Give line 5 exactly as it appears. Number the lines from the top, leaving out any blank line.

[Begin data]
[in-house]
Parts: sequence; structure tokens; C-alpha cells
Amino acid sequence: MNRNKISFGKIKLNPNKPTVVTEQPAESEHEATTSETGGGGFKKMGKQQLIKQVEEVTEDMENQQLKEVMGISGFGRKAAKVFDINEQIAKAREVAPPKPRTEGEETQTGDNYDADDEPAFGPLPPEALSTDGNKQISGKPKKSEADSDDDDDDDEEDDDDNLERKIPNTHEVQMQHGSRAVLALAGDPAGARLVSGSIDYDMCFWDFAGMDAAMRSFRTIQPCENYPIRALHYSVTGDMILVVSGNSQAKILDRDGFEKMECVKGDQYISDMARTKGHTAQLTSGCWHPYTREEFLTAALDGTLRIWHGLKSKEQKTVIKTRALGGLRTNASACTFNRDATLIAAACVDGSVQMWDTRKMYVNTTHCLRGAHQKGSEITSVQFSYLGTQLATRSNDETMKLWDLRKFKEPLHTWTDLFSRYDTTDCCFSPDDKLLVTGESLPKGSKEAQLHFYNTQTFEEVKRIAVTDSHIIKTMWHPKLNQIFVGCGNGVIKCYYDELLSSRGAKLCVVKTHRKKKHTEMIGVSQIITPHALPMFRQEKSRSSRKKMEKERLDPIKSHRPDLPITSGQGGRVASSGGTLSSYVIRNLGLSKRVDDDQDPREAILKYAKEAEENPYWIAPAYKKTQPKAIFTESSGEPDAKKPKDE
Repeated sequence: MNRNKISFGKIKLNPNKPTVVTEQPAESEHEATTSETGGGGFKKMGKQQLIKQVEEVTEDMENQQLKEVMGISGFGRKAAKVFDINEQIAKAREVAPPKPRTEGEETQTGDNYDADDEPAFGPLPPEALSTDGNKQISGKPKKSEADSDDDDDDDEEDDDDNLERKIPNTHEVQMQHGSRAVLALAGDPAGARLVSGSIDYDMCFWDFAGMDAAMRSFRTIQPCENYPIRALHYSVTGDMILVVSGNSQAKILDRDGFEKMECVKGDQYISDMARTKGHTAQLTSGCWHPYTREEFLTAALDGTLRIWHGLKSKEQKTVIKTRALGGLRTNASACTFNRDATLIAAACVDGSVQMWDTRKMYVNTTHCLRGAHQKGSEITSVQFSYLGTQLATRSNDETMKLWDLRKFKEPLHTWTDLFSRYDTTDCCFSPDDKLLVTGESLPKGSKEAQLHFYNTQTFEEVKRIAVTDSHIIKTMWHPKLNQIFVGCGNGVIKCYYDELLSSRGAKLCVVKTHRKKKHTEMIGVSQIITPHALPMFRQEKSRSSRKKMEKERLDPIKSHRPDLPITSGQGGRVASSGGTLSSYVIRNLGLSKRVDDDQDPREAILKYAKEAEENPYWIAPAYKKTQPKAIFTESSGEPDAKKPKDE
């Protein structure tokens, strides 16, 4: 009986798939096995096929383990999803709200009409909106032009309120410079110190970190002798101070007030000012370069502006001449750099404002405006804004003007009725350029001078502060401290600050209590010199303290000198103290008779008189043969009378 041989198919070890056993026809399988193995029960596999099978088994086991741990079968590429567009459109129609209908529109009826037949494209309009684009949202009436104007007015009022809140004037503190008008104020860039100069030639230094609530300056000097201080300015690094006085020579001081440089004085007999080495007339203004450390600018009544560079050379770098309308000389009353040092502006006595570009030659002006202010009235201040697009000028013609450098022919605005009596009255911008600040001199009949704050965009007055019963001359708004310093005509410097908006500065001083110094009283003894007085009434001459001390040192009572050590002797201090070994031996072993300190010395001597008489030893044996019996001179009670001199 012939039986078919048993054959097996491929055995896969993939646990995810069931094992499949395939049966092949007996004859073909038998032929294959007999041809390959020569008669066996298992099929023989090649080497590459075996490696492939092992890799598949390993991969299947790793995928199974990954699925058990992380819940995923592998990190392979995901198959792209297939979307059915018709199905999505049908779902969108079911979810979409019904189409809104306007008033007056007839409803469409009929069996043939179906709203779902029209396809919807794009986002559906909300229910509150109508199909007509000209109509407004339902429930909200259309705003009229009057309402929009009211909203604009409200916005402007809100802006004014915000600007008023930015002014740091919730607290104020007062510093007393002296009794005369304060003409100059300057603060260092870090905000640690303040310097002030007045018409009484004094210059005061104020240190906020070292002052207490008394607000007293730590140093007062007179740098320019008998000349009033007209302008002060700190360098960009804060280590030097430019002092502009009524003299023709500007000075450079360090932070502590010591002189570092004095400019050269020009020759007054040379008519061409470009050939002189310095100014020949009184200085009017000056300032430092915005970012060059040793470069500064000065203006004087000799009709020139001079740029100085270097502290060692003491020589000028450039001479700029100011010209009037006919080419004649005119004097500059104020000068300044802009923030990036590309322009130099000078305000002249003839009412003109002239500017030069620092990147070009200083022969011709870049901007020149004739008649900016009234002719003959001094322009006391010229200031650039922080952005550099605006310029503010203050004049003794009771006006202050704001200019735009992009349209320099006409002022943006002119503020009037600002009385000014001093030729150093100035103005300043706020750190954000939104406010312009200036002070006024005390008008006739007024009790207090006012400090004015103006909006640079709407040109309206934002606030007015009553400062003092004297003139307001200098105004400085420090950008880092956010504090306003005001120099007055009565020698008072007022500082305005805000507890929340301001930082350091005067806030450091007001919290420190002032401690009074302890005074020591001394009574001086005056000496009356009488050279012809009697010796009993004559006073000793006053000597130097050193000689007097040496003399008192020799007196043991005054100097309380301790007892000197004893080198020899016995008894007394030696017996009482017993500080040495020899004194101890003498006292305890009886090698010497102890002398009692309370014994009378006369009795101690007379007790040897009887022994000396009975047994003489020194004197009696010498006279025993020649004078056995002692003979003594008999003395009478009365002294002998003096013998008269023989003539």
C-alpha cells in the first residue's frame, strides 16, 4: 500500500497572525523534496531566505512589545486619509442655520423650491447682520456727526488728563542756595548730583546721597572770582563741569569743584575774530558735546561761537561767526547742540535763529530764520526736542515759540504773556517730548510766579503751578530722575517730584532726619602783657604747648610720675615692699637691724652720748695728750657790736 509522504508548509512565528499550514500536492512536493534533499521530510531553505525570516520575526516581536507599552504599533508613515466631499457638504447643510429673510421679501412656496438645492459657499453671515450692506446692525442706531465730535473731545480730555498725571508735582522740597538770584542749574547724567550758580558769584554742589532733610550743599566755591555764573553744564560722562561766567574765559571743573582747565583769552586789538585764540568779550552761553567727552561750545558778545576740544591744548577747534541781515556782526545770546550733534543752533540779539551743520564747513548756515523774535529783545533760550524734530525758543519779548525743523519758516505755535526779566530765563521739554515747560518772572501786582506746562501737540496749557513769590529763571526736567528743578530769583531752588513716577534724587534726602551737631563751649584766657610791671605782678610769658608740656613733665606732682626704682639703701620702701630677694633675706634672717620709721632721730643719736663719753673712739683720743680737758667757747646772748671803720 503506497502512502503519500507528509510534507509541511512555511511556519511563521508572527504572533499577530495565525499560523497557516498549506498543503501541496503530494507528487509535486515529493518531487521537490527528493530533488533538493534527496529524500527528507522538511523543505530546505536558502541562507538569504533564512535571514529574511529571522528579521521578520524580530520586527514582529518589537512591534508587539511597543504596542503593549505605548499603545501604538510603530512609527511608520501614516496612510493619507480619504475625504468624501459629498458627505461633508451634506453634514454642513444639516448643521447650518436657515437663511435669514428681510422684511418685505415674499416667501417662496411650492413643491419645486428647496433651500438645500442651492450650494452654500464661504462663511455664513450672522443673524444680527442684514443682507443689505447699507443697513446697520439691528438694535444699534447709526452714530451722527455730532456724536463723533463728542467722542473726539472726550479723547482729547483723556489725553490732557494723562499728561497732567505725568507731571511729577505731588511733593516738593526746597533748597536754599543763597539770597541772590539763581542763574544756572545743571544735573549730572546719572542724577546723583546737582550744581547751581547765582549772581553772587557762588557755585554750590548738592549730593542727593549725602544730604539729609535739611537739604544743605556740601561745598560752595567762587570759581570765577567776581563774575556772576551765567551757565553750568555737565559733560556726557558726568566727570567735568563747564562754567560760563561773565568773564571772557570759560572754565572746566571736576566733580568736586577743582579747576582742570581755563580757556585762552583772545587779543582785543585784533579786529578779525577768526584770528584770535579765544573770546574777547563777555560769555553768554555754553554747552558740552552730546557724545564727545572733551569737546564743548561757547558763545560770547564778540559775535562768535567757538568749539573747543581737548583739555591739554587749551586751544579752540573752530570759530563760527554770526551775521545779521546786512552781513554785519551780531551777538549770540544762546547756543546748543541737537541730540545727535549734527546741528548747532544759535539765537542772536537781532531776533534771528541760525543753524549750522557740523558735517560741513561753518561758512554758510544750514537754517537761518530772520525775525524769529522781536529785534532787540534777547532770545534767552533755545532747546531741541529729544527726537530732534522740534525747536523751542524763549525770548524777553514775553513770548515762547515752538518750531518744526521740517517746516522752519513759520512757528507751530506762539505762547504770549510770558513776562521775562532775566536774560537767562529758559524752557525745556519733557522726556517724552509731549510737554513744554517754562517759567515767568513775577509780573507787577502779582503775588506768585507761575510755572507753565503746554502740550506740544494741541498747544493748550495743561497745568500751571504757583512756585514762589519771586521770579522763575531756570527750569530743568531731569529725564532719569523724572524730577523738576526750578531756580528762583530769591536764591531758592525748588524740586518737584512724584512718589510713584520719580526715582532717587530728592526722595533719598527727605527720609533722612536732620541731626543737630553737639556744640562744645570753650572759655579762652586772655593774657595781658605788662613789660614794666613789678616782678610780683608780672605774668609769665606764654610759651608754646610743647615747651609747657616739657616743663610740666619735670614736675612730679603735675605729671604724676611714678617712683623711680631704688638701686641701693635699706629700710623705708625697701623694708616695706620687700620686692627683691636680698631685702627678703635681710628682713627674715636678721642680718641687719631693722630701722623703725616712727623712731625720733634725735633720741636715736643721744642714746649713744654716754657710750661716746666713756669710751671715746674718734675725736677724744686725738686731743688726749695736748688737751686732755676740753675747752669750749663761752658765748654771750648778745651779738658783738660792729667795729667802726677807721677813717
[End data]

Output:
């Protein structure tokens, strides 16, 4: 009986798939096995096929383990999803709200009409909106032009309120410079110190970190002798101070007030000012370069502006001449750099404002405006804004003007009725350029001078502060401290600050209590010199303290000198103290008779008189043969009378 041989198919070890056993026809399988193995029960596999099978088994086991741990079968590429567009459109129609209908529109009826037949494209309009684009949202009436104007007015009022809140004037503190008008104020860039100069030639230094609530300056000097201080300015690094006085020579001081440089004085007999080495007339203004450390600018009544560079050379770098309308000389009353040092502006006595570009030659002006202010009235201040697009000028013609450098022919605005009596009255911008600040001199009949704050965009007055019963001359708004310093005509410097908006500065001083110094009283003894007085009434001459001390040192009572050590002797201090070994031996072993300190010395001597008489030893044996019996001179009670001199 012939039986078919048993054959097996491929055995896969993939646990995810069931094992499949395939049966092949007996004859073909038998032929294959007999041809390959020569008669066996298992099929023989090649080497590459075996490696492939092992890799598949390993991969299947790793995928199974990954699925058990992380819940995923592998990190392979995901198959792209297939979307059915018709199905999505049908779902969108079911979810979409019904189409809104306007008033007056007839409803469409009929069996043939179906709203779902029209396809919807794009986002559906909300229910509150109508199909007509000209109509407004339902429930909200259309705003009229009057309402929009009211909203604009409200916005402007809100802006004014915000600007008023930015002014740091919730607290104020007062510093007393002296009794005369304060003409100059300057603060260092870090905000640690303040310097002030007045018409009484004094210059005061104020240190906020070292002052207490008394607000007293730590140093007062007179740098320019008998000349009033007209302008002060700190360098960009804060280590030097430019002092502009009524003299023709500007000075450079360090932070502590010591002189570092004095400019050269020009020759007054040379008519061409470009050939002189310095100014020949009184200085009017000056300032430092915005970012060059040793470069500064000065203006004087000799009709020139001079740029100085270097502290060692003491020589000028450039001479700029100011010209009037006919080419004649005119004097500059104020000068300044802009923030990036590309322009130099000078305000002249003839009412003109002239500017030069620092990147070009200083022969011709870049901007020149004739008649900016009234002719003959001094322009006391010229200031650039922080952005550099605006310029503010203050004049003794009771006006202050704001200019735009992009349209320099006409002022943006002119503020009037600002009385000014001093030729150093100035103005300043706020750190954000939104406010312009200036002070006024005390008008006739007024009790207090006012400090004015103006909006640079709407040109309206934002606030007015009553400062003092004297003139307001200098105004400085420090950008880092956010504090306003005001120099007055009565020698008072007022500082305005805000507890929340301001930082350091005067806030450091007001919290420190002032401690009074302890005074020591001394009574001086005056000496009356009488050279012809009697010796009993004559006073000793006053000597130097050193000689007097040496003399008192020799007196043991005054100097309380301790007892000197004893080198020899016995008894007394030696017996009482017993500080040495020899004194101890003498006292305890009886090698010497102890002398009692309370014994009378006369009795101690007379007790040897009887022994000396009975047994003489020194004197009696010498006279025993020649004078056995002692003979003594008999003395009478009365002294002998003096013998008269023989003539």